Coronavirus cases were at least three times higher than the Government was reporting at the height of the UK’s crisis, data suggests.
Analysis of thousands of GP appointment records show there were 8,985 suspected Covid-19 cases between February 14 and April 30.
This is the number of people who family doctors thought had Covid, but could not diagnose them without a test.
It was triple the number of people who tested positive at Government swabbing centres over that same time period.
People who were suspected of having coronavirus before May were told to self-isolate and were not always given a test.
Swabs were reserved for hospital patients, the most ill, due to a shortage at the time and only NHS and care home workers were invited to drive-through centres for a test. It means the true scale of the outbreak remains a mystery to this day.
The latest analysis, by researchers from the Queen Mary University in London, only looked at suspected patients in parts of the capital.
It means the study likely only scratches the surface of the true number of infections at the time.
Researchers looked at data from the primary care records of about 1.2 million adults registered with 157 practices in four east London clinical commissioning groups in Newham, Tower Hamlets, Hackney, and Waltham Forest.
The four boroughs studied have went on to suffer some of the highest death rates in the country, meaning community transmission was likely rife at the time.
The researchers also found that black, Asian and minority ethnic (BAME) adults were twice as likely to present with suspected coronavirus than white adults.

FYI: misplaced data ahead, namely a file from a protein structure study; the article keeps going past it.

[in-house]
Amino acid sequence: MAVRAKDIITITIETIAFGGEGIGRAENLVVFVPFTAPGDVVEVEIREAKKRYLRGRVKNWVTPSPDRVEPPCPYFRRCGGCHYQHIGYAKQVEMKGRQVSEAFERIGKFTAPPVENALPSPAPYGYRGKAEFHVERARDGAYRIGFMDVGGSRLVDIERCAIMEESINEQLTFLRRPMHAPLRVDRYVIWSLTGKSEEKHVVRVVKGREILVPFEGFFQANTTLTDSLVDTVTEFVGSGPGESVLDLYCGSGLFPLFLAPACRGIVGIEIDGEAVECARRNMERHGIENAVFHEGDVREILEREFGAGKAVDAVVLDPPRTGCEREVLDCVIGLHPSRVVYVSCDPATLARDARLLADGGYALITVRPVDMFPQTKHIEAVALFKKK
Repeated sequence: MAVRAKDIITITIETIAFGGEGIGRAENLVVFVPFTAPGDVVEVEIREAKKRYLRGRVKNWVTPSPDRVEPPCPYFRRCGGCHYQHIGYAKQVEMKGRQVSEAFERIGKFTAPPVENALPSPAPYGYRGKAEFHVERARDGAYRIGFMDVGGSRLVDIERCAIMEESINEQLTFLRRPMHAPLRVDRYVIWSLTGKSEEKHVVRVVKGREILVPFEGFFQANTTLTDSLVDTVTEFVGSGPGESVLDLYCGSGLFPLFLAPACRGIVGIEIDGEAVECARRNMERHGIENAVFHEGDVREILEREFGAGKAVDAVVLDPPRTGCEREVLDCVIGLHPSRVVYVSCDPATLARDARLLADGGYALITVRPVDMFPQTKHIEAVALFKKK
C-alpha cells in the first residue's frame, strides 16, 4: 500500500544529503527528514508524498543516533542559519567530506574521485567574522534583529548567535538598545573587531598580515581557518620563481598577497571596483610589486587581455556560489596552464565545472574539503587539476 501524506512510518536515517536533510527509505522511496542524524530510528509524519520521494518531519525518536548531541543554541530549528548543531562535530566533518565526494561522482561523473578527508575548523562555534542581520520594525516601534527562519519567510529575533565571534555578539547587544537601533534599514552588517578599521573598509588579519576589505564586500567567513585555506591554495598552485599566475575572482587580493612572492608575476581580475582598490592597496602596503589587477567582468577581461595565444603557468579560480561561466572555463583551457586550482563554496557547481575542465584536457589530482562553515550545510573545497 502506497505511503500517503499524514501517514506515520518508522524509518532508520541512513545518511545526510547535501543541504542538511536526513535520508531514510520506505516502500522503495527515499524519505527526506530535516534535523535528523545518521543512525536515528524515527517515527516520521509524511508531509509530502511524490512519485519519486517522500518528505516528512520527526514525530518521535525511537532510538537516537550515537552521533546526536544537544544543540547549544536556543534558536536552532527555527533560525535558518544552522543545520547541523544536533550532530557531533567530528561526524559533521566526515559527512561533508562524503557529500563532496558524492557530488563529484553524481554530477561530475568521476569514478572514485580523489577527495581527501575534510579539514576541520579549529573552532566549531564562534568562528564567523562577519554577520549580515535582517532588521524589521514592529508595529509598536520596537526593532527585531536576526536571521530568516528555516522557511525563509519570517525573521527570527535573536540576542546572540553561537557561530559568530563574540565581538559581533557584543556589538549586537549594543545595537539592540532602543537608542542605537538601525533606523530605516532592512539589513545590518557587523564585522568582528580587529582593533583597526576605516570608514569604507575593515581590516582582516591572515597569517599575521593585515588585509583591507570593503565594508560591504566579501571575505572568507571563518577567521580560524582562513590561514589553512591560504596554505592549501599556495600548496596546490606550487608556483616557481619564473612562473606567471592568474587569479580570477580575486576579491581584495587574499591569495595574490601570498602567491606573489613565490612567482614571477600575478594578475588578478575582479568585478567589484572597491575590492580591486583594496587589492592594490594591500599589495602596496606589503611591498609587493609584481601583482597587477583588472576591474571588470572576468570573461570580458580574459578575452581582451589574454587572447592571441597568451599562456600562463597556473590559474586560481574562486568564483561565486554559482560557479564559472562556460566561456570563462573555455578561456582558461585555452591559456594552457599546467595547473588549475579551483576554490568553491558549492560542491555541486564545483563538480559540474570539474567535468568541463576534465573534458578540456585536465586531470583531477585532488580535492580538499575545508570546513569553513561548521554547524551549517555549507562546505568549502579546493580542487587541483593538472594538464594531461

BAME people have been disproportionately affected by the disease during the crisis, both in terms of infections and death rates.
Experts can’t pinpoint exactly why this is the case, but it could be down to the fact ethnic minorities are more likely to be poor, use public transport more often and work in public-facing jobs – all three of which make them more prone to interacting with strangers and catching the disease.
Patients with dementia were seven times more at risk of visiting their GP with suspected coronavirus, the records showed.
Older people have been the worst-hit by the virus and so they likely fell ill enough to have symptoms and go to their doctor.
Younger people probably caught the virus at the same rate, but most only experienced mild or no side effects.
Unlike other studies, the latest research found that women were ‘slightly’ more likely to go to their GP with suspected Covid-19 compared to men.
This goes against a mountain of data showing men are about twice as likely to fall unwell with the virus.
The researchers, led by Dr Sally Hull, from Queen’s, could not explain finding, but it may be that men were more likely to fall seriously unwell with Covid-19 and need hospital treatment, whereas women experienced mild illness and only went to their GP.
Dr Hull said: ‘Our results suggest that Covid-19 prevalence during the peak of the epidemic was higher than previously thought.
‘The official Covid-19 test statistics are likely to have under-represented the extent of the epidemic, as many people with Covid-19 would not have been tested, including those with milder symptoms or those who could not access testing centres.’
‘The high prevalence among BAME patients remains a big concern and we now know that ethnicity is still a risk factor even after you take account of social deprivation, long-term conditions and body mass index.
‘So there is something else driving this, which urgently requires more research.’
Dr Hull said, moving forward, GPs need ‘timely reporting’ of test results to their practices and diagnostic information from NHS 111 to ensure patients with more severe episodes receive continuing care.
She said: ‘It’s going to be very important how GPs record and manage cases in their community, as this can provide an early warning system if cases are rising again in an area and if we’re about to see a second wave of infection.’
The results of the study have been published in the British Journal of General Practice.